Trayvon Martin Shooter Sues NBCUniversal Over 'Doctored' 911 Call

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George Zimmerman

UPDATED: "Their goal was simple," George Zimmerman's lawsuit says of NBC News, "keep their viewers alarmed, and thus always watching, by menacing them with a reprehensible series of imaginary and exaggerated racist claims."

George Zimmerman has sued NBCUniversal and some of its television reporters, claiming that the conglomerate’s news division distorted facts in order to make his killing of Trayvon Martin in February appear to be racially motivated.

Zimmerman shot Martin on Feb. 26 in Sanford, Fla., after calling 911 to complain of what he saw as suspicious behavior from the unarmed teenager. The lawsuit filed Thursday alleges that NBC manipulated Zimmerman’s 911 call to make it appear that he suspected Martin was up to no good because “he’s a black male.”

Read the Complaint Here

The manipulated 911 call is not in dispute, and NBC already has fired reporters Lilia Luciano and Jeff Burnside over the matter. Thursday’s lawsuit names not only NBCUniversal but Luciano, Burnside and NBC News correspondent Ron Allen as defendants.

STORY: NBC News Fires Third Employee Over Doctored 911 Call in Trayvon Martin Controversy

According to the lawsuit, “the first manipulated audio” appeared when Burnside played the tape of Zimmerman telling the 911 operator that “there is a real suspicious guy. Ah, this guy looks like he is up to no good or he is on drugs or something. He looks black.”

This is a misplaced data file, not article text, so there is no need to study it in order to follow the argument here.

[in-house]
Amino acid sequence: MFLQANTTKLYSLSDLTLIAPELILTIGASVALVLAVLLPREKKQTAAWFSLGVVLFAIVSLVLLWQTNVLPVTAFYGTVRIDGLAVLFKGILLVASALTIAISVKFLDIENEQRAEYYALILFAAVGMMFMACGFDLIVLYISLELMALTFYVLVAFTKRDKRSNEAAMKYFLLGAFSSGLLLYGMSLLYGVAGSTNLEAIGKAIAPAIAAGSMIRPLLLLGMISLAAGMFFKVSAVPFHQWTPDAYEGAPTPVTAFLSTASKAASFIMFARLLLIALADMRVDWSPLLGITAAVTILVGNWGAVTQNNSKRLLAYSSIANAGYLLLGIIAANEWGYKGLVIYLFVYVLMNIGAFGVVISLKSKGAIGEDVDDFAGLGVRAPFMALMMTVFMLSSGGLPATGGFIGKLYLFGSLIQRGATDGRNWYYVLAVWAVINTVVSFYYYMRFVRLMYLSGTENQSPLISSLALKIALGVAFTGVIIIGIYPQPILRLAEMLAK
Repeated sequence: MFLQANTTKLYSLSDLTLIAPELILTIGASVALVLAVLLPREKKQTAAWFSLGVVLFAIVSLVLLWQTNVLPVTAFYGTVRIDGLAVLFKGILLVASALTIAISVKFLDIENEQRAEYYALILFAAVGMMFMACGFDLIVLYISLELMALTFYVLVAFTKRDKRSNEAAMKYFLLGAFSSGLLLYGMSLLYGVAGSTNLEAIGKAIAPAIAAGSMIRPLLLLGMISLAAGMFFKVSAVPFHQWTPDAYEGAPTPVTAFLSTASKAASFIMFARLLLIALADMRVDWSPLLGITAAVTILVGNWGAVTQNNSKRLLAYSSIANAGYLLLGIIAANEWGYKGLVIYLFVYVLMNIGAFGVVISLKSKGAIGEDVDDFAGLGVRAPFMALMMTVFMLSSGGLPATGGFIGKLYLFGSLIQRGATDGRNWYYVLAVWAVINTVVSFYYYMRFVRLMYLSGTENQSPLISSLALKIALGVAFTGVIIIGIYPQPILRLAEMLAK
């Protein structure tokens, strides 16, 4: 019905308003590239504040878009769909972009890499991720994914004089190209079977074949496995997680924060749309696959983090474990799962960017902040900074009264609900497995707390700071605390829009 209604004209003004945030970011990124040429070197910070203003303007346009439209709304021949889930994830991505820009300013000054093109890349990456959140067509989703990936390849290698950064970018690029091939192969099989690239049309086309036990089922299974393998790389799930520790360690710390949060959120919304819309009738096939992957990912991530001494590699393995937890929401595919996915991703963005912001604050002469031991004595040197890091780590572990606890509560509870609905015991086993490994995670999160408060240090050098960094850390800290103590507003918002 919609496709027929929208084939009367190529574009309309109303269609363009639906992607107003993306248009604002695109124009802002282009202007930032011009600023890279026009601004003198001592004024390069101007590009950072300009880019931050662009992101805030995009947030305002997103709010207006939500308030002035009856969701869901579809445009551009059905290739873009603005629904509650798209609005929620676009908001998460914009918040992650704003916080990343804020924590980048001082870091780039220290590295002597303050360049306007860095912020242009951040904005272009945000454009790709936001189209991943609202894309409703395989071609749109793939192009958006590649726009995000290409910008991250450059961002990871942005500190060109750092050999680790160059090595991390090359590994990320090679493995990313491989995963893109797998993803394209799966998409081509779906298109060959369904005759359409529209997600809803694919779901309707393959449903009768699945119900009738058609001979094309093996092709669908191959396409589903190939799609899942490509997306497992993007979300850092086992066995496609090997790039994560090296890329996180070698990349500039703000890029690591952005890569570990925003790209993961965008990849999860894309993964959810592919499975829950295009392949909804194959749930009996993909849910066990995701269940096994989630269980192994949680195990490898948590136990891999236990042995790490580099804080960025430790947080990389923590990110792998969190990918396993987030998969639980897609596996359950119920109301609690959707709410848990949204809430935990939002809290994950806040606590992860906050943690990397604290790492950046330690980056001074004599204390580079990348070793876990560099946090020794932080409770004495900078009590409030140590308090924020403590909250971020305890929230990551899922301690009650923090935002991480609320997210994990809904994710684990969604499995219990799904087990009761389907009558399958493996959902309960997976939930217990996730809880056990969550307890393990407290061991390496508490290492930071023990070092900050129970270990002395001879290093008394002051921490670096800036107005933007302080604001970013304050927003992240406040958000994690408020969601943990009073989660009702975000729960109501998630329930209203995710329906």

In fact, though, Zimmerman said, “he looks black” only after the operator asked him to describe Martin, including his race.

The next day, according to the lawsuit, Luciano broadcast a different doctored version of the 911 call, wherein Zimmerman says: “This guy looks like he’s up to no good or on drugs or something. He’s got his hand in his waistband. And he’s a black male.”

Allen, while reporting for Today on March 27, according to the lawsuit, delivered a report that brought the “up to no good” and “he looks black” statements even closer together in order to “reinforce the false and defamatory implication” that Zimmerman was racially motivated the night he killed Martin.

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“The maliciously edited audio,” according to the lawsuit, “included multiple deletions, each intentionally removing almost one minute of intervening dialogue between Zimmerman and the dispatcher, so as to juxtapose unrelated content to make it appear that Zimmerman was a racist, and that he was racially profiling Trayvon Martin; despite knowing the truth, the defendants reiterated these false racial themes in the broadcasts.”

The lawsuit also blasts as a “feeble attempt at damage control” a statement issued by NBC News president Steve Capus whereby he admitted the network made a “mistake” that was “not deliberate."

The complaint also says NBC "falsely claimed" that Zimmerman used the racial epithet "coons" while talking to the 911 dispatcher, though he actually said "punks." It also says NBC highlighted Martin's minority status while not mentioning that Zimmerman is Hispanic and that when the network was running stories on the killing, it chose "misleading photos from years ago to identify Martin's and Zimmerman's appearances."

The lawsuit states, “Zimmerman has suffered greatly, with death threats, a bounty placed on his head, threats of capture and a constant, genuine fear for his life resulting in his need to, among other things, live in hiding and wear a bulletproof vest."

Also claimed in the suit is that the actions of NBC and the three reporters "substantially contributed to a media frenzy including rallies provoked by NBC personnel such as the Rev. Al Sharpton (an employee of NBC, who reported on his own rallies on behalf of NBC)."

In an email to The Hollywood Reporter late Thursday, NBCUniversal said: "We strongly disagree with the accusations made in the complaint. There was no intent to portray Zimmerman unfairly. We intend to vigorously defend our position in court."